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When Medbourne used to flood

The footbridge semi-submerged.

Up until the late 1980s flooding in Medbourne was a regular occurrence. The geography of the village is such that it lies in a valley carved out by the Medbourne Brook. Outside the village to the South the Brook feeds into the River Welland. Upstream of the Brook there are feeder streams from Hallaton, Blaston and Horninghold.

The B664 is impassable.

Flooding in the Summer was not unusual. The ground would be baked hard and unable to absorb water, then a very heavy storm could cause flooding as all the upstream feeders fed their torrents into the Medbourne Brook.

From the Packhorse Bridge to the Nevill Arms and thence across Main Street, Drayton Road and Ashley Road the southern end of the village would be under water. Waterfall Way, where the Nevill Arms is situated, really lived up to its name!

It was a case of “man the pumps!"


Hauling the pump into action

The pump

Pumping out

In the late 1980s Medbourne's flood defences were implemented. The solution was relatively simple. The Brook passed under the old railway embankment outside the village towards Hallaton; next to an arched brick culvert under the embankment the brook was redirected through a pipe, whose dimensions restrict the flow of water through the embankment and downstream. Thus, the embankment became part of a natural reservoir.

Above the restriction pipe a concrete tower acts as an overflow, see photo. If the reservoir fills to capacity water flows down the top of the tower and back into the brook.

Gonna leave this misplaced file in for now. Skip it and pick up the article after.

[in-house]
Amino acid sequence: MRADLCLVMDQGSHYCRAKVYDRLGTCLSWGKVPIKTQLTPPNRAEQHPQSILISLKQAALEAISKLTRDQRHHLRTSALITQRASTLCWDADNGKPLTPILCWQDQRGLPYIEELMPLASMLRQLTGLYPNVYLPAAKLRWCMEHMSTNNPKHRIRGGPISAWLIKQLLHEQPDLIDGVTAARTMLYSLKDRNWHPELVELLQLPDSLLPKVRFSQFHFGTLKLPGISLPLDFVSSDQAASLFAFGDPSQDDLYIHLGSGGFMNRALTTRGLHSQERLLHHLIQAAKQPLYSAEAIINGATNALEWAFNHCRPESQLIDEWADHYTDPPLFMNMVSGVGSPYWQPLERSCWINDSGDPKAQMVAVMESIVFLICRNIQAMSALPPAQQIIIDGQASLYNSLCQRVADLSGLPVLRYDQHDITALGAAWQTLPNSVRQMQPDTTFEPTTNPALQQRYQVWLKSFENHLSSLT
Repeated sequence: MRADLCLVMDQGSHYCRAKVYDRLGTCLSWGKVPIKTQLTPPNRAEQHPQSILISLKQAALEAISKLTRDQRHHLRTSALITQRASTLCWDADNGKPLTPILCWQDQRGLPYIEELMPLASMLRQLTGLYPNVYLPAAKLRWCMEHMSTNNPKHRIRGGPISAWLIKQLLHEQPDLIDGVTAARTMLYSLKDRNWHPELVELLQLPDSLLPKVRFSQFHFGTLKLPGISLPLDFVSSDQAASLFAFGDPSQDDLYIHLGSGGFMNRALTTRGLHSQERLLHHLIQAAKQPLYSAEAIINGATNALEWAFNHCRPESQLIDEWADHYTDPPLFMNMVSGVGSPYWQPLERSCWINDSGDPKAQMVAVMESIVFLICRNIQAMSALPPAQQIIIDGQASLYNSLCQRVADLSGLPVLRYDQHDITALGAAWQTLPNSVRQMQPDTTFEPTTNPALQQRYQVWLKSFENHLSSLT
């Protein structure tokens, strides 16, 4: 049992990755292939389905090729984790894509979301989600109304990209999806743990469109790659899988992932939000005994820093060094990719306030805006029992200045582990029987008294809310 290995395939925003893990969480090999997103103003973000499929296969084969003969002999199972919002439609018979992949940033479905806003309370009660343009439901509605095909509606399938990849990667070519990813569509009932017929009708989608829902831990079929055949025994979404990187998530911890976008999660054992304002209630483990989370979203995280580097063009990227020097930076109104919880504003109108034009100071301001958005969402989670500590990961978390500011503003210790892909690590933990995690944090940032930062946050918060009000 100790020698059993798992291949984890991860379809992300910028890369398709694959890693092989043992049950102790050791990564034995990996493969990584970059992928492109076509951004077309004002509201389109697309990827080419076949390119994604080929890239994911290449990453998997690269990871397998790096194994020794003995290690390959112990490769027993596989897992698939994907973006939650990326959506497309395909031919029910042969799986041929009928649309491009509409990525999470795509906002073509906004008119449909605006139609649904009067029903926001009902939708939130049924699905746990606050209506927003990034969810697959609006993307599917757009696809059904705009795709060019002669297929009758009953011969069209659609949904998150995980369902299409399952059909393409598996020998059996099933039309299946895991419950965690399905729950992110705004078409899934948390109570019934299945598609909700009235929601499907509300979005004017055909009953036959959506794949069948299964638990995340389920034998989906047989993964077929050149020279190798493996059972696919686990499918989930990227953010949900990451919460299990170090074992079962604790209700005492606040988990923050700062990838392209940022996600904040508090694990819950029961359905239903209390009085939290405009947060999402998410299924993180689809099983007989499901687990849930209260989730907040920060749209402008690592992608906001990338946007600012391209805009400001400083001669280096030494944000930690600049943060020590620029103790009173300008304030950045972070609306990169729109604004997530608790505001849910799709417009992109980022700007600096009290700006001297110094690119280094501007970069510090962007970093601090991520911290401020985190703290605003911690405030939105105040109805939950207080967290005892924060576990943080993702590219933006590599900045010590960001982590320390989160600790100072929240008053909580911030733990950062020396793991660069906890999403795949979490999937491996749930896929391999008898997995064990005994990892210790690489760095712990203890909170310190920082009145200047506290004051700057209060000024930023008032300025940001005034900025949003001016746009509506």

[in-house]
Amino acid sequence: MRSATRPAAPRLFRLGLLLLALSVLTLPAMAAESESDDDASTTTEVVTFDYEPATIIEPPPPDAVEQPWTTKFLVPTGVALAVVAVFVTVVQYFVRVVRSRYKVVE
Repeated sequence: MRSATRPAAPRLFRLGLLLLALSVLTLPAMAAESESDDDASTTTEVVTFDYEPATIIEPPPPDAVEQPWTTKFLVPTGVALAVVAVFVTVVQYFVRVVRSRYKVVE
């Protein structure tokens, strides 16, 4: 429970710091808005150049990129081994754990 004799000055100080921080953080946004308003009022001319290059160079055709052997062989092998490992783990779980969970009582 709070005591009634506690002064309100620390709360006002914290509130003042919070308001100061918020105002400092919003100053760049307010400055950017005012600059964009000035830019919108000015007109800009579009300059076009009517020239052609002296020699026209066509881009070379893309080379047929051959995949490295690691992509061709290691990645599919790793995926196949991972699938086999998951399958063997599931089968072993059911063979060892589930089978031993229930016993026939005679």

It takes a very large amount of water in the reservoir before it overflows but, in January 2013, heavy rain rapidly melted several inches of snow and the reservoir overflowed down the tower. You might be able to see how high the water reached up the railway embankment in the photos below.

Behind the flood defence the railway embankment acts as one side of the temporary reservoir and on another two sides the land naturally slopes upwards.

The restricting pipe of the flood defences.

The flood defence overflow arrangement

The reservoir behind the flood defence


On the fourth side a concrete retainer holds back the water, as the land slopes away, see photo right. Thus, the flooding problem has been removed from Medbourne village and contained further up the valley. The flood defence has been very successful.

In January 2013, when the reservoir overflowed, the water in the village over the ford by the Packhorse Bridge was deep enough to submerge the top of the railings. This was a very unusual occurrence, but no properties were flooded.

Scroll down the page for more picture of Medbourne before the flood defences and the flood defences themselves at times of flood.

Guess who owns this van? The Water Board!

The Packhorse Bridge semi-submerged

Looking up Ashley Road

Undeterred drinkers in the Nevill Arms car park

Richard Cooper paddles his canoe on Waterfall Way

Between the Nevill Arms and the Packhorse Bridge the towpath has disappeared

The triangle where Main Street joins Ashley and Drayton Roads

At least local farming could carry on!

This is the Medbourne flood defence reservoir in a very full state.

With the reservoir full this photo shows the level of water against the overflow shown in the photos earlier.

And this is the picture when the flood defence overflows. The foreground figure is the late John Wise.

Thanks are due to Mick Cooper, Keith Sandars and Bryan Smith who provided the photos and information on this page. September 2011. Updated February 2013 with pictures of the flood defences taken by Keith Sandars and February 2014 with pictures from Bryan Smith.